- Carol Shea-Porter 'Ready to Win' N.H. Seat Back
- Lindsey Graham Rolls Eyes at Rand Paul
- Why Titus Won't Run for Reid's Senate Seat
- 14 Open House Seats, Few Takeover Opportunities
- Veteran Democratic Consultants Launch New Media Firm
It might not be easy being green, but it can be more cost effective — especially when it comes to roofs.
The Dirksen Senate Office Building received a greener and more frugal roof earlier this month.
The newly installed roof was covered with a layer of vegetation designed to save money by increasing energy efficiency and reducing storm water runoff and urban heat island effects, according to Eva Malecki, a spokeswoman for the Architect of the Capitol.
It will also “improve its visual appeal,” she said in an email. “The vegetative roof helps to reduce costs because it provides an insulation layer and the roof doesn’t absorb sunlight and heat like a regular roof does.”
Most of the plants are low-maintenance succulents, varieties of the stonecrop family.
“These plants were chosen because they are hardy, do well in urban conditions, and are drought tolerant,” Malecki said.
The 7,200-square-foot roof is projected to last two to three times longer than traditional roofing.
Senate Parking Lots May Install Plug-In Stations
There aren’t many of them on the roads, but the Senate may soon prepare its parking lots for electric plug-in vehicles.
Legislation approved by the Senate Rules and Administration Committee last week would help bring electric-car recharging stations to the Senate parking lots.
The construction, maintenance and electricity costs associated with the stations would be fully financed by fees charged to those who use them.
Sen. Carl Levin, who drives a hybrid electric Chevy Volt, said the legislation was part of a larger push to support electric cars.
“It would be an important statement of leadership from the Senate,” the Michigan Democrat said in a release. “It would provide an example to other employers of how they can support both the needs of their employees and our national interest in energy security.”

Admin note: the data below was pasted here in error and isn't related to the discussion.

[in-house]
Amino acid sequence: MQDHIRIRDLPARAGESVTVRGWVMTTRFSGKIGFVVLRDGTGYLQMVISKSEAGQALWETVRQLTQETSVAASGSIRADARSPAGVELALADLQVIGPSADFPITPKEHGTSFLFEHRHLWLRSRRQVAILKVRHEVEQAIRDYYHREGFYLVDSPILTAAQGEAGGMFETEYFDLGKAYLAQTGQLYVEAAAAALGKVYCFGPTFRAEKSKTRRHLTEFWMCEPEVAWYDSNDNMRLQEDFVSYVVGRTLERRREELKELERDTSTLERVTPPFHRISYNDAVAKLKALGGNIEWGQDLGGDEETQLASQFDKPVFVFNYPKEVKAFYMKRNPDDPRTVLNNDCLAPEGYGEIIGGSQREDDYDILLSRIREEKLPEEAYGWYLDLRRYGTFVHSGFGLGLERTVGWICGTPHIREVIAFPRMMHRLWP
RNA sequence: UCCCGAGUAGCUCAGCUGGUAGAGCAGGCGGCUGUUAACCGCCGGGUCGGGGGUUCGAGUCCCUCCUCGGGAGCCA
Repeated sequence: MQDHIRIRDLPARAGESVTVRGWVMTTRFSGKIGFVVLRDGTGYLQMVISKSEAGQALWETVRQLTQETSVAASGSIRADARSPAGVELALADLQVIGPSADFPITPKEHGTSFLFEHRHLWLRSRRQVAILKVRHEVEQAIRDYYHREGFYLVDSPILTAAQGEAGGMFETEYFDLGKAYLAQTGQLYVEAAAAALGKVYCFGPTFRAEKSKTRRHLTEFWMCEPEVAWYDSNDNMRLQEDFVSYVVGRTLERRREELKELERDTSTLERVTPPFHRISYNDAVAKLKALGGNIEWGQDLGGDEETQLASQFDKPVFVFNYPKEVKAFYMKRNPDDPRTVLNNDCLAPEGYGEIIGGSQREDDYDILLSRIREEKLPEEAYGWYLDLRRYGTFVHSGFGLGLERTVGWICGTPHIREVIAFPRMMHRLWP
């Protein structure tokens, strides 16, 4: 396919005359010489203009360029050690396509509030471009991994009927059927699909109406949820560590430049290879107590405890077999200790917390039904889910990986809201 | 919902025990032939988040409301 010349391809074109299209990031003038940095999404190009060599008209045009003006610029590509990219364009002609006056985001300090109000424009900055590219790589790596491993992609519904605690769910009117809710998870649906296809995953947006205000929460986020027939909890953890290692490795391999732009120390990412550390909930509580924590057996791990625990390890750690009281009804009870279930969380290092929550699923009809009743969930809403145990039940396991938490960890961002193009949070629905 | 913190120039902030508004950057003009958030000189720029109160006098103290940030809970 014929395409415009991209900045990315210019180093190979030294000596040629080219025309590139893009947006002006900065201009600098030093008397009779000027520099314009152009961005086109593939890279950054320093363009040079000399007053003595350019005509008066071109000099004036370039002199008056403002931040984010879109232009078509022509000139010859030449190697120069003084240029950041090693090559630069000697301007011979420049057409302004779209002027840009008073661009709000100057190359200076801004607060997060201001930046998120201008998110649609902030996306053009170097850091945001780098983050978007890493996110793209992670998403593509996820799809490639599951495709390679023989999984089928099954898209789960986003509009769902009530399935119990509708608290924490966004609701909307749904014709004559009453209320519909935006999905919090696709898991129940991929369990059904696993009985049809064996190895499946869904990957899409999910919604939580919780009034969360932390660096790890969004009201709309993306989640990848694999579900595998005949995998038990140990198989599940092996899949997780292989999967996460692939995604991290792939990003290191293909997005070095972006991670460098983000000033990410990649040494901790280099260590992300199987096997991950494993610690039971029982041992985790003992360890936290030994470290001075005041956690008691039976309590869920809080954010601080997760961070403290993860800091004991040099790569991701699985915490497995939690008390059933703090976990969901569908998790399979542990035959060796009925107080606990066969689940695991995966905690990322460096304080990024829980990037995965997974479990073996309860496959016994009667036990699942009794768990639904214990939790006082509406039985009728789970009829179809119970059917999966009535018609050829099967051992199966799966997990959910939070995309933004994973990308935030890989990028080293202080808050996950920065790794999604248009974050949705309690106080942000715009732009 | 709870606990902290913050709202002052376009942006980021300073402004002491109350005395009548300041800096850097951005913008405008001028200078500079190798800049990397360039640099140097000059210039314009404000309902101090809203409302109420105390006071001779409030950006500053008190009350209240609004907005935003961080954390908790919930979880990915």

Rules and Administration ranking member Lamar Alexander, who drives a hybrid electric Nissan Leaf, said the stations are a good start for the Senate.
“It’s a pilot program to do our part to take what I think is the best step forward in reducing our use of oil,” the Tennessee Republican said. “Small step, big step, no cost to the taxpayers.”
In addition to Levin and Alexander, sponsors of the bill include Sens. Charles Schumer (D-N.Y.), Lisa Murkowski (R-Alaska), Jeff Bingaman (D-N.M.), Jeff Merkley (D-Ore.) and Debbie Stabenow (D-Mich.), most of whom also drive hybrid electric vehicles.
The proposal is in line with President Barack Obama’s goal to put a million electric vehicles on American roads by 2015, as well as his “green fleet initiative,” which requires most new government vehicles to be fuel efficient or use clean energy by 2015.
Two House Committees Have iPhone Apps
At least 16 Members of Congress have put out their own iPhone applications — but Congressional committees? There might not be an app for that.
Only two of the 50 committees in Congress have developed iPhone apps. The first, created by the House Oversight and Government Reform Committee’s Republican team, was released last May.
The application, titled GovWatch, aims to increase transparency and information sharing in government. Users can interact with the Republican committee members on several social media sites, including Twitter, Facebook, YouTube, Flickr and the committee website.
“GovWatch will help foster a more open government for the American people, putting information about transparency and oversight efforts in the palm of the taxpayer’s hand,” Chairman Darrell Issa (R-Calif.) said in a release. “This app gives citizens an easy-to-use, mobile window on Washington available anytime, anywhere.”
The House Ways and Means Committee also offers a free iPhone app. Available since March, the app allows users to more easily access the features available on the committee website.
The app keeps users informed of the committee’s “most recent news, opinion editorials and floor statements,” according to the iTunes website. “It will also give you on-the-go access to the social networking sites like Twitter, Facebook and YouTube.”
Correction: May 19, 2011
An earlier version of this article mistakenly said all of the sponsors of the bill for electric-car recharging stations drive hybrid electric vehicles. Sen. Jeff Merkley (D-Ore.) does not.